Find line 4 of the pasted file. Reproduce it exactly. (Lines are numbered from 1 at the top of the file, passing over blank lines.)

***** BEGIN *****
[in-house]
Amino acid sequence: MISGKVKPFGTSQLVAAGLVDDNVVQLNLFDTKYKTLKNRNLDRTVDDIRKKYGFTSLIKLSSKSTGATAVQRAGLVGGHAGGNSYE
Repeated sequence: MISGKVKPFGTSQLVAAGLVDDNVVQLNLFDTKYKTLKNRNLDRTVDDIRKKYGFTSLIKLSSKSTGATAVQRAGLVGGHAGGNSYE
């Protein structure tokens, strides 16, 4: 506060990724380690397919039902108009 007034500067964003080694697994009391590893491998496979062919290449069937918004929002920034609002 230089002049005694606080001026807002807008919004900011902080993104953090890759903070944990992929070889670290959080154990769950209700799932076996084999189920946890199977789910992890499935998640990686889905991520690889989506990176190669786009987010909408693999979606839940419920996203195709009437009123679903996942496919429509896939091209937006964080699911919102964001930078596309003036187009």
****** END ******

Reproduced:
């Protein structure tokens, strides 16, 4: 506060990724380690397919039902108009 007034500067964003080694697994009391590893491998496979062919290449069937918004929002920034609002 230089002049005694606080001026807002807008919004900011902080993104953090890759903070944990992929070889670290959080154990769950209700799932076996084999189920946890199977789910992890499935998640990686889905991520690889989506990176190669786009987010909408693999979606839940419920996203195709009437009123679903996942496919429509896939091209937006964080699911919102964001930078596309003036187009």